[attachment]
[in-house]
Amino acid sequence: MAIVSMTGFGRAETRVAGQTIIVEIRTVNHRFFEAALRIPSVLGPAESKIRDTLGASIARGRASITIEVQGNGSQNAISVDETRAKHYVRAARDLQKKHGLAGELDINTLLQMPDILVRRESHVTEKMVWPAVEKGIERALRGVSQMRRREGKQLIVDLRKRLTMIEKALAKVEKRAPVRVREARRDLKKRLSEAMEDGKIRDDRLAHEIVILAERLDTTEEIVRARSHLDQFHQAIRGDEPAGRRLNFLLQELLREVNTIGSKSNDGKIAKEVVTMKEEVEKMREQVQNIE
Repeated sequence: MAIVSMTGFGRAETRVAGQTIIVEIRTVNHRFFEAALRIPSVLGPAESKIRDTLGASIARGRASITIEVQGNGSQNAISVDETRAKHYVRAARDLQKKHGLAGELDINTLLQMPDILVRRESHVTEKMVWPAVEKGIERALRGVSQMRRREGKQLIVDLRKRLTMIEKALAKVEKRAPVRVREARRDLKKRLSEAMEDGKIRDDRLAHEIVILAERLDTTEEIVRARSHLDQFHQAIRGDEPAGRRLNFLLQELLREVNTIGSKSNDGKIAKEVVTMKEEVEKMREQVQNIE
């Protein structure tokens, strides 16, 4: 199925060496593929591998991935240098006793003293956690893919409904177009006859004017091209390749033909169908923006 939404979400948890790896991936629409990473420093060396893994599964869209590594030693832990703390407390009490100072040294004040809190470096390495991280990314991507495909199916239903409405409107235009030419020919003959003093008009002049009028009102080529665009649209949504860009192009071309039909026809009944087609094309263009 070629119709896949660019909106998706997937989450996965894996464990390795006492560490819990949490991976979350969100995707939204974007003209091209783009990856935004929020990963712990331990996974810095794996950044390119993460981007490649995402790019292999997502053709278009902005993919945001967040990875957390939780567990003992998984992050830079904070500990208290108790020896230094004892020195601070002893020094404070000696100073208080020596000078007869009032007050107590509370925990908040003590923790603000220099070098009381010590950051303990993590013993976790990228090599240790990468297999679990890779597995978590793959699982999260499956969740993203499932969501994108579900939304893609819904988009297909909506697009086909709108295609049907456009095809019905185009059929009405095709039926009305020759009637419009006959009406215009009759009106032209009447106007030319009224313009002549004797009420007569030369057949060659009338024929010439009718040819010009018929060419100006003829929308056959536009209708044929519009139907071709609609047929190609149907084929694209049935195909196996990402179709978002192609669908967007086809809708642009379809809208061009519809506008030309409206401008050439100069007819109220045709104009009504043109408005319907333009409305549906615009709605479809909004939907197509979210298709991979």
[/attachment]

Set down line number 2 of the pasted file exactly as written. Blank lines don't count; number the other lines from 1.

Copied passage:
Amino acid sequence: MAIVSMTGFGRAETRVAGQTIIVEIRTVNHRFFEAALRIPSVLGPAESKIRDTLGASIARGRASITIEVQGNGSQNAISVDETRAKHYVRAARDLQKKHGLAGELDINTLLQMPDILVRRESHVTEKMVWPAVEKGIERALRGVSQMRRREGKQLIVDLRKRLTMIEKALAKVEKRAPVRVREARRDLKKRLSEAMEDGKIRDDRLAHEIVILAERLDTTEEIVRARSHLDQFHQAIRGDEPAGRRLNFLLQELLREVNTIGSKSNDGKIAKEVVTMKEEVEKMREQVQNIE